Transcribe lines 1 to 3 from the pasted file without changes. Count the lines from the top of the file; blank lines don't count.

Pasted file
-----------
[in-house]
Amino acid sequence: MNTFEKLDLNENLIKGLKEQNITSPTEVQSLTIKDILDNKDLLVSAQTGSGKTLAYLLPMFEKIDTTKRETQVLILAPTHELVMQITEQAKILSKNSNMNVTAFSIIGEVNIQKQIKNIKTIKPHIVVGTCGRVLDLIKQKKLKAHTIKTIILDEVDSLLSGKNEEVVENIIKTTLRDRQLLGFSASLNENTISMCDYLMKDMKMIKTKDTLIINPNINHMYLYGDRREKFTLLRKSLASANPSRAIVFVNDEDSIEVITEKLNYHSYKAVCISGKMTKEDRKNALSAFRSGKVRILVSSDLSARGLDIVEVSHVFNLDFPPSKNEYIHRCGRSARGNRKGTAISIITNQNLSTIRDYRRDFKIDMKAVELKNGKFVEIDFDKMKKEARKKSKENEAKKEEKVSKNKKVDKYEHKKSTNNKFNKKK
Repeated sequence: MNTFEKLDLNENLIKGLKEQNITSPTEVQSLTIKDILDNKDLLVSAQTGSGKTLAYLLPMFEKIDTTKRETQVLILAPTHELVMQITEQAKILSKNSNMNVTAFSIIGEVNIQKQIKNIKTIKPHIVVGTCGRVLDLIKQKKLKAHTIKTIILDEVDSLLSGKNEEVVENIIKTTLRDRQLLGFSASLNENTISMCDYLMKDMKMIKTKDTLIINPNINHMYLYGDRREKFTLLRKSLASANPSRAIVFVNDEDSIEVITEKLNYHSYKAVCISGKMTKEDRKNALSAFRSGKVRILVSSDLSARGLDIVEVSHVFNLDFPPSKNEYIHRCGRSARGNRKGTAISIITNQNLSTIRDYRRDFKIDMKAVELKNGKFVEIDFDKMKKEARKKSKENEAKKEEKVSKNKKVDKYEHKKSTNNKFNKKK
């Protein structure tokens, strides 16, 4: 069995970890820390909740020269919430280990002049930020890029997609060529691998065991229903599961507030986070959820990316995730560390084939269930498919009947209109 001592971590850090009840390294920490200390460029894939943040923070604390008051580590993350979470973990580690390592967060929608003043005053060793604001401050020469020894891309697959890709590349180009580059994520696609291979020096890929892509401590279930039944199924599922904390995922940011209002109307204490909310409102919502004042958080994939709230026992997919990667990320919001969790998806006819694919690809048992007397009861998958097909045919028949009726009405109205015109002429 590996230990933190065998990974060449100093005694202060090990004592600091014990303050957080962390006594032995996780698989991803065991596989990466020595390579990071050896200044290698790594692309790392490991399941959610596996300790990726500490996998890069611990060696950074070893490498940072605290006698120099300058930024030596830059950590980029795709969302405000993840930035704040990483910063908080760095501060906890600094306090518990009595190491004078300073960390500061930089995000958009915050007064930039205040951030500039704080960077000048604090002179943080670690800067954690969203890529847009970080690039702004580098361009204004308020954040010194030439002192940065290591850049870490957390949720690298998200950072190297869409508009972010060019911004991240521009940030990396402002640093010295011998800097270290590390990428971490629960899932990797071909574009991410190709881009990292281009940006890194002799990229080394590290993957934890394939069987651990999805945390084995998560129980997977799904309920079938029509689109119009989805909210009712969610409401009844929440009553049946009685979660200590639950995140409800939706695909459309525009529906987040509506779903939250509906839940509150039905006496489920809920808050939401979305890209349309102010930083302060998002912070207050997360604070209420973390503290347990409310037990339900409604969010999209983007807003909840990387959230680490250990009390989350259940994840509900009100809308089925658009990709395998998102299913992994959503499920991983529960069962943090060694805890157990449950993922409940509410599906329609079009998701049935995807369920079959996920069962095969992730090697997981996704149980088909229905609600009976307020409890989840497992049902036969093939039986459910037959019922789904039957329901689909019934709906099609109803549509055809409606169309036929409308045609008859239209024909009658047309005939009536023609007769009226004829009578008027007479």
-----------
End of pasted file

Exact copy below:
[in-house]
Amino acid sequence: MNTFEKLDLNENLIKGLKEQNITSPTEVQSLTIKDILDNKDLLVSAQTGSGKTLAYLLPMFEKIDTTKRETQVLILAPTHELVMQITEQAKILSKNSNMNVTAFSIIGEVNIQKQIKNIKTIKPHIVVGTCGRVLDLIKQKKLKAHTIKTIILDEVDSLLSGKNEEVVENIIKTTLRDRQLLGFSASLNENTISMCDYLMKDMKMIKTKDTLIINPNINHMYLYGDRREKFTLLRKSLASANPSRAIVFVNDEDSIEVITEKLNYHSYKAVCISGKMTKEDRKNALSAFRSGKVRILVSSDLSARGLDIVEVSHVFNLDFPPSKNEYIHRCGRSARGNRKGTAISIITNQNLSTIRDYRRDFKIDMKAVELKNGKFVEIDFDKMKKEARKKSKENEAKKEEKVSKNKKVDKYEHKKSTNNKFNKKK
Repeated sequence: MNTFEKLDLNENLIKGLKEQNITSPTEVQSLTIKDILDNKDLLVSAQTGSGKTLAYLLPMFEKIDTTKRETQVLILAPTHELVMQITEQAKILSKNSNMNVTAFSIIGEVNIQKQIKNIKTIKPHIVVGTCGRVLDLIKQKKLKAHTIKTIILDEVDSLLSGKNEEVVENIIKTTLRDRQLLGFSASLNENTISMCDYLMKDMKMIKTKDTLIINPNINHMYLYGDRREKFTLLRKSLASANPSRAIVFVNDEDSIEVITEKLNYHSYKAVCISGKMTKEDRKNALSAFRSGKVRILVSSDLSARGLDIVEVSHVFNLDFPPSKNEYIHRCGRSARGNRKGTAISIITNQNLSTIRDYRRDFKIDMKAVELKNGKFVEIDFDKMKKEARKKSKENEAKKEEKVSKNKKVDKYEHKKSTNNKFNKKK